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Report: Chinese cities increasingly competitive worldwide

WU YONG | 2017-11-13
(Chinese Social Sciences Today)

The competitiveness of Chinese cities has increased rapidly, with 21 of them entering the global top 100 rank in 2017, according to a recent report. (PHOTO: CFP)


The competitiveness of Chinese cities has increased rapidly, with 21 of them entering the global top 100 in 2017, according to a recent report.

Jointly released by the National Academy of Economic Strategy at the Chinese Academy of Social Sciences (CASS) and the UN Human Settlements Programme (UN-Habitat), the 2017-2018 Global Urban Competitiveness Report, titled “Housing Prices: Changing World Cities,” was released at the Global Urban Competitiveness Forum in Guangzhou on Oct. 30. The forum was part of a series of activities for the World Cities Day, which fell on Oct. 31.

The report measures the economic competitiveness index of more than 1,000 cities around the world. New York, Los Angeles, Singapore, London, San Francisco, Shenzhen, Tokyo, San Jose, Munich and Dallas made the top 10 list.

According to the report, Hong Kong, Shanghai, Guangzhou and Beijing were among the top 20. Among the top 100, first-tier cities in China performed excellently, and the performance of some competitive second-tier cities was also spectacular.

The report pointed out that the rise of innovative cities and urban centers in emerging economies has broken the established global city pattern. Information technology is becoming the principal force driving global city development, according to the report.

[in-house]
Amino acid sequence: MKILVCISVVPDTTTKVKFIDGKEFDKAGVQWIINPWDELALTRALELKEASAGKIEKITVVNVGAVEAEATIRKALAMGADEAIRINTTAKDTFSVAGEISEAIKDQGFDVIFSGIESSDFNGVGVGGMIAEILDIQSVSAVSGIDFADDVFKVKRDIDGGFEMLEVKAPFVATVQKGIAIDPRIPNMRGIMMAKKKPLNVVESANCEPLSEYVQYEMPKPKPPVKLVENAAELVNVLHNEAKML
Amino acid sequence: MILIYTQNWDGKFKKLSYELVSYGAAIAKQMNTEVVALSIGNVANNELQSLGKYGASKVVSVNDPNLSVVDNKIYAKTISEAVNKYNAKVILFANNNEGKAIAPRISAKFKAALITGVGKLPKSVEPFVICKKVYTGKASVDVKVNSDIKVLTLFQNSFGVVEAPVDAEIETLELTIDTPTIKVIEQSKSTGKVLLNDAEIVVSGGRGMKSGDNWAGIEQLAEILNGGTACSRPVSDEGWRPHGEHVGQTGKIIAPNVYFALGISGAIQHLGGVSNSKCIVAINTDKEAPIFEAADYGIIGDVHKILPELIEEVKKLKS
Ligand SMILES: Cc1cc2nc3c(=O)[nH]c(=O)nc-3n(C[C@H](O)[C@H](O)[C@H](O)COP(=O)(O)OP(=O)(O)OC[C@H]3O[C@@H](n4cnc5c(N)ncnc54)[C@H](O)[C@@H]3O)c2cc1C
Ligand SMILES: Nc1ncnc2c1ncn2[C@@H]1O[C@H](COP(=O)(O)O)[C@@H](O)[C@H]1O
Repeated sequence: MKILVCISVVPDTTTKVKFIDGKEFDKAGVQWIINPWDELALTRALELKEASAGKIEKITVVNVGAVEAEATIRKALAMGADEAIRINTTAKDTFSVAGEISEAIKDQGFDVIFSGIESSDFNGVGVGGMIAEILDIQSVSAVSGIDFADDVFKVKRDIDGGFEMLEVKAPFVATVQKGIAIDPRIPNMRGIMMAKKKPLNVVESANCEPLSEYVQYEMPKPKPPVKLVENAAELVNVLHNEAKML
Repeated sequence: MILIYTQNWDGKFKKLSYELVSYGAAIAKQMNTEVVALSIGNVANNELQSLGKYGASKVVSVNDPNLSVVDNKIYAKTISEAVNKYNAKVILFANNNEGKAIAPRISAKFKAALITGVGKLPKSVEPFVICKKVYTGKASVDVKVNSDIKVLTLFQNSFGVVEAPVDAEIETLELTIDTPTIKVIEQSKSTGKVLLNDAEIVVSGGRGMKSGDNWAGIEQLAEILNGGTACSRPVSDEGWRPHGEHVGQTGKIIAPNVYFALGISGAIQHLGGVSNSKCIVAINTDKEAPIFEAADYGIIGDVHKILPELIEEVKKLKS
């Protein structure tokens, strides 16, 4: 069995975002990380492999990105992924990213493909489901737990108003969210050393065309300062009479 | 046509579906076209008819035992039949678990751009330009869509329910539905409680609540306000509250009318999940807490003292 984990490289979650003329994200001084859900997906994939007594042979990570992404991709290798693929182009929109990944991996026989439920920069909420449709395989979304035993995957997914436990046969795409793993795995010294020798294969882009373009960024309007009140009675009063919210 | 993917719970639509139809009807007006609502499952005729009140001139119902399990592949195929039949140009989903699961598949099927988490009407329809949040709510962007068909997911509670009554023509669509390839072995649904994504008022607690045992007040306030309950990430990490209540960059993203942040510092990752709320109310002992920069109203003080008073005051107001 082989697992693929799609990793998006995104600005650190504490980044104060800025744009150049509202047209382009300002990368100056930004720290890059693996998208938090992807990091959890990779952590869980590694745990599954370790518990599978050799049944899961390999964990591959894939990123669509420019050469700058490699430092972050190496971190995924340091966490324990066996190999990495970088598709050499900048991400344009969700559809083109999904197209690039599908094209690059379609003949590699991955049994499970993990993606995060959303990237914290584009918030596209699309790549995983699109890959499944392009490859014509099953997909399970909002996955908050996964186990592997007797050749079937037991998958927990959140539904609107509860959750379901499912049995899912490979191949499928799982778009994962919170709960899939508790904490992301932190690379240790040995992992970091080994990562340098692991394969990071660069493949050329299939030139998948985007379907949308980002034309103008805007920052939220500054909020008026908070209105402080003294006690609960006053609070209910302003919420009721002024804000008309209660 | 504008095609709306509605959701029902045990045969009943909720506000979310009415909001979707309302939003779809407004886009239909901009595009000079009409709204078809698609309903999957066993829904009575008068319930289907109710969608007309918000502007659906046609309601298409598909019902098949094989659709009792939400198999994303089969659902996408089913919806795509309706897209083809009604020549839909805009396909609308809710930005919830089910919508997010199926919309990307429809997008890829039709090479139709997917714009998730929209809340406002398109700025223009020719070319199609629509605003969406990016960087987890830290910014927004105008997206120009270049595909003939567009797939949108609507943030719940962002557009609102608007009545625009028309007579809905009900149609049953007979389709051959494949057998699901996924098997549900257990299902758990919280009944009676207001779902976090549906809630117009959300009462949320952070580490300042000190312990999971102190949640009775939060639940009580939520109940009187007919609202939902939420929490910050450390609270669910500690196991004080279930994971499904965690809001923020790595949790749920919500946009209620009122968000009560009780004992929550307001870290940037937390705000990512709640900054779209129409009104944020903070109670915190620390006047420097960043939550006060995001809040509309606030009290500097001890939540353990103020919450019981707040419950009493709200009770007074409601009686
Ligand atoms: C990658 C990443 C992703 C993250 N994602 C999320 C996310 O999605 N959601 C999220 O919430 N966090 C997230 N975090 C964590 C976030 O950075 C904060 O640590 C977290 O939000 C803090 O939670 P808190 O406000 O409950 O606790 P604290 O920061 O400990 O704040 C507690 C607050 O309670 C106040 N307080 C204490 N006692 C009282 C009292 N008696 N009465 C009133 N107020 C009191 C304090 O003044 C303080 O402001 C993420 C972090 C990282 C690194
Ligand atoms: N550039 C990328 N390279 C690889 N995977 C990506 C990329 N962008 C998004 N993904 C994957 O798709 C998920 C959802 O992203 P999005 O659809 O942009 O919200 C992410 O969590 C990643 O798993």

The report also sheds light on global sustainable competitiveness. Data show that despite the thriving of city clusters in developing countries like China, India, Brazil and Indonesia, only a small number of central cities in these countries made it to the top 100, but the BRICS nations are becoming an important part of global connectivity, according to the report.

In a written address to the forum, CASS President Wang Weiguang noted that today’s world is undergoing fundamental changes.

“On one hand, globalization is reaching a new level despite some ups and downs, emerging economies represented by China are growing rapidly and the global landscape has experienced and will continue to see more changes to come,” Wang said.

“On the other, technological innovation is striving to come up with breakthroughs. It has changed and will continue to reshape the forms and landscape of global economy,” he added.

Wang said in the 21st century, cities have become the mainstream carriers and platforms for human activities, adding that globalization, technology innovation and changes into the global economic landscape will determine the future of global cities and urban system.

Joan Clos, under-secretary-general of the United Nations and executive director of the UN-Habitat, said in his keynote speech that urbanization is an irreversible trend and an inevitable path for global development, as exemplified by the growth of China in the past decades.

Urban development relies on industrial transformation during which value will be distributed and accumulated, Clos said. While value distribution is inseparable from factors related to city value creation, such as geographical environment and government policy, value accumulation is realized through production and industrial distribution, which are subject to the influence of labor, capital and knowledge.

A city will develop well if it strikes a good balance between value distribution and accumulation, Clos said.